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Weighted blankets: How they work, and why you should get one – CNET

Weighted blanket from the brand Harkla.


By now, I am sure you've heard of weighted blankets. Last year, they rose to new heights of popularity, thanks in large part to the $4 million Kickstarter campaign for Gravity.

Weighted blankets are hardly new. Companies have been making them for decades and they've long been used to help soothe children with autism spectrum disorder

These days though, the list of conditions that weighted blankets (and other weighted products, like vests) purportedly help range from insomnia and stress to anxiety and ADHD.

Putting aside all of the hype, can weighted blankets help us all feel less stressed and sleep better? Read on to find out.

What is a weighted blanket?

Weighted blankets are similar to a duvet or comforter, but filled with glass beads or plastic pellets instead of down or fiberfill -- though some weighted blankets have both fiberfill and weights.

Most weighted blankets have many compartments full of beads or pellets to provide even weight throughout. Some come with a washable cover to make them easy to clean.

Why do weighted blankets work

What is is about lying under a heavy blanket that makes us feel less stressed and more relaxed? It's all about deep pressure touch (also called deep pressure stimulation).

Deep pressure touch can take many forms, including swaddling (for babies), massage, hugs and pressure evenly applied to your body. It's been shown to reduce cortisol, the hormone our bodies release when stressed, and increase serotonin and dopamine, hormones that promote relaxation and regulate our mood.

Weighted blankets: How they work, and why you should get one     - CNET

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It is also said to trigger our parasympathetic nervous system, which puts our body into a state of relaxation. It's the exact opposite of the sympathetic nervous system, where our bodies go into the "fight or flight" state.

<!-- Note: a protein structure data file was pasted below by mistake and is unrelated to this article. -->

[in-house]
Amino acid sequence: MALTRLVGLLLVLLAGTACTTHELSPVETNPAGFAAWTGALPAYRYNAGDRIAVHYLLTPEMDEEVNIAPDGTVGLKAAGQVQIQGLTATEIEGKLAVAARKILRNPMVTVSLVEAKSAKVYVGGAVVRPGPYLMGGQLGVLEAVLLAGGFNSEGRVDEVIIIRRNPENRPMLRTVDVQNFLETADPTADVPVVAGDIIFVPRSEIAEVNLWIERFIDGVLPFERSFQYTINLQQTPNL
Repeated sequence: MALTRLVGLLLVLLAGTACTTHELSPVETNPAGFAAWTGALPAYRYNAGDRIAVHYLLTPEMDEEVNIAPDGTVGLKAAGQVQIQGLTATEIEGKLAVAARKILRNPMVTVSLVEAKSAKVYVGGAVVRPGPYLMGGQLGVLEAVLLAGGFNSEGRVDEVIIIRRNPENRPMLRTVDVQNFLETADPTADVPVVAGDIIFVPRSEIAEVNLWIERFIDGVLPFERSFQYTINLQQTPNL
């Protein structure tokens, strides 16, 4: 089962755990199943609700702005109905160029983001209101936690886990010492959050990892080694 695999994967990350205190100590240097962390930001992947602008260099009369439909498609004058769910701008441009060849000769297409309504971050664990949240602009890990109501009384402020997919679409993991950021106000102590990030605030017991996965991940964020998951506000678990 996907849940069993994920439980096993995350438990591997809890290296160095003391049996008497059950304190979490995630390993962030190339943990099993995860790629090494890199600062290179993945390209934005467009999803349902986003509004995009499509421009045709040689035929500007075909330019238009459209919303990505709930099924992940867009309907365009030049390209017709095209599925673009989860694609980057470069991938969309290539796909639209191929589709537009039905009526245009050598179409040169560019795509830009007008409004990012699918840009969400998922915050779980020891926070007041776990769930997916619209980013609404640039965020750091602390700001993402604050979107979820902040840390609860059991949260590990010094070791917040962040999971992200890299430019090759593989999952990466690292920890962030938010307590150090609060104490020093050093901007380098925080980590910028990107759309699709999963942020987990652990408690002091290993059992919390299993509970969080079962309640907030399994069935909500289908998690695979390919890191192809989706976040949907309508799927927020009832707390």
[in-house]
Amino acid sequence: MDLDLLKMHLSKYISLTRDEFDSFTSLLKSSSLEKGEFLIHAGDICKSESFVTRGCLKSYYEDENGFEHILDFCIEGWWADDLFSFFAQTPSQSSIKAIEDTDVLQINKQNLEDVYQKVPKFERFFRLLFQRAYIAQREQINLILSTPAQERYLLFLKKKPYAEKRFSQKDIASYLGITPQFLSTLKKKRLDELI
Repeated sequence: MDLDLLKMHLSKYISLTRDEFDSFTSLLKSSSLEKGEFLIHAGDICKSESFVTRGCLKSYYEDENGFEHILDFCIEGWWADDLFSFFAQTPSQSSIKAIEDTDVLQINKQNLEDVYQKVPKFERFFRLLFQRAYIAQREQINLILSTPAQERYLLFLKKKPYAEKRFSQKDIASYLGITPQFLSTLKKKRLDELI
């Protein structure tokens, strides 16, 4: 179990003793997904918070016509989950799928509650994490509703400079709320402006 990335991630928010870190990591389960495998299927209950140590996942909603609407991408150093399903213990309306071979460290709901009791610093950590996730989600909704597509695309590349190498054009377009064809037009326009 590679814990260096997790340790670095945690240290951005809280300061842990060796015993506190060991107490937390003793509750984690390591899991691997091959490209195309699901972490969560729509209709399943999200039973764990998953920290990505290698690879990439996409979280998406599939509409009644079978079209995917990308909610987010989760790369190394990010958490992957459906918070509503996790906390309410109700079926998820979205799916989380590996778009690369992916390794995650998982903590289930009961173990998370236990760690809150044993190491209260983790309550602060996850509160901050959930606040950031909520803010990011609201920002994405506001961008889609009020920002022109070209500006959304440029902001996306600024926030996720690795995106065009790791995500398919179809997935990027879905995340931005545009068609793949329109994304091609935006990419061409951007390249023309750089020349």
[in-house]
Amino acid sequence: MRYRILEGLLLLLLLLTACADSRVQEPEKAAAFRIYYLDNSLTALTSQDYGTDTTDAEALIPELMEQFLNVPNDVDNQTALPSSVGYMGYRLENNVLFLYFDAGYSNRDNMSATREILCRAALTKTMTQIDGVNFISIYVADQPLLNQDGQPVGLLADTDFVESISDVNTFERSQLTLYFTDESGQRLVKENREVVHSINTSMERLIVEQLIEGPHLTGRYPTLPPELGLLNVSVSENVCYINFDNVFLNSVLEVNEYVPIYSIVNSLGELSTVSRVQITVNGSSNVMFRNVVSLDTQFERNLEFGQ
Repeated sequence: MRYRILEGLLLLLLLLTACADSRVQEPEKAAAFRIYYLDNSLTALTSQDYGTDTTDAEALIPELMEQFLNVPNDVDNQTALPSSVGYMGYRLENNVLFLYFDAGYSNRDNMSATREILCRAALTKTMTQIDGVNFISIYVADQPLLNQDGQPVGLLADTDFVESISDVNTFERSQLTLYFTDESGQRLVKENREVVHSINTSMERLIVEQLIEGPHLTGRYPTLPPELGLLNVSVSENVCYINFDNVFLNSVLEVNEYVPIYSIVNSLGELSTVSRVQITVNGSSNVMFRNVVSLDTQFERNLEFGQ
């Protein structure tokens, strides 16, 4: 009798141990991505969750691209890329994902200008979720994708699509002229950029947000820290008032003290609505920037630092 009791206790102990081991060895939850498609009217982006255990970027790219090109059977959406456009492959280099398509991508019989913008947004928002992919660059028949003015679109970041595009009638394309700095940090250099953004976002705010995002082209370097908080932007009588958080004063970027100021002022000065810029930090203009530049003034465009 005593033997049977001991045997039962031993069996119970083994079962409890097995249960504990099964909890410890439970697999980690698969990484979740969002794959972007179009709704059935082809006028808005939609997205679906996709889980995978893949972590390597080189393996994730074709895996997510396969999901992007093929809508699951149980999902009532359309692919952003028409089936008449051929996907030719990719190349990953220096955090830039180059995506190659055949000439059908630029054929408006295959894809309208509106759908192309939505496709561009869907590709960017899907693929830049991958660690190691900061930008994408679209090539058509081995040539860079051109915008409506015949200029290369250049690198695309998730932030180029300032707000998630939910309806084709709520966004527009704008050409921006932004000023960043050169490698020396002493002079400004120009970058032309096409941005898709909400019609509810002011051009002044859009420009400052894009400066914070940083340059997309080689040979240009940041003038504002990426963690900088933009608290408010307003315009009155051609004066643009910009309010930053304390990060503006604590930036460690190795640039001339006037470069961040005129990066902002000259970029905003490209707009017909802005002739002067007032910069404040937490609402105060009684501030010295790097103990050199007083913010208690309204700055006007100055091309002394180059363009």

Since most of us cannot get massages every day, and it's not practical to be swaddled as an adult (unless you're in Japan), a weighted blanket provides deep pressure touch anytime you want to relax.

They are celebrated as a medication-free way to manage stress and anxiety, but they are not a replacement for medication and other therapies prescribed by your doctor or other medical professional.

Can weighted blankets help with anxiety, PTSD or insomnia?

As weighted blankets grew in popularity, so did claims that they can help treat certain mental health conditions. However, weighted blankets generally fall under the FDA's guidelines for low-risk wellness devices, which means they should not claim to treat or cure any medical condition. They should only be marketed to support the well-being of someone living with depression, anxiety and other mental health concerns.

The Gravity blanket


That said, studies have shown that people who use weighted blankets report feeling less anxiety. One such study had participants use a 30-pound weighted blanket, and 68 percent reported feeling less anxious.

For anyone who struggles to go to sleep, or stay asleep, there is some evidence that a weighted blanket might help. One study showed that adults who slept with a weighted blanket spent more time asleep and didn't wake up as often when compared with sleeping with their usual bedding.

While there is little research that weighted blankets can help manage PTSD, they've been used in hospital psychiatric departments as a tool to help calm patients with a variety of mental health conditions. 

How to buy a weighted blanket

Looking to buy a weighted blanket? Check out everything you should consider in our weighted blanket buying guide.

Do I need a weighted blanket?

Given that weighted blankets are pricey, they are not an obvious purchase for everyone.

Whether or not you should get one largely depends on your bank account and what you hope to get out of using one. They can be a soothing tool for helping to manage stress and encourage restful sleep, but they are not the end-all, be-all.

Personally, I like my blanket and use it to relax after a stressful day. It's easy to fall asleep under it, but I almost always push it off in the middle of the night. Do I need it? No, but it is one of many helpful tools I use to manage anxiety and stress.

The information contained in this article is for educational and informational purposes only and is not intended as health or medical advice. Always consult a physician or other qualified health provider regarding any questions you may have about a medical condition or health objectives.

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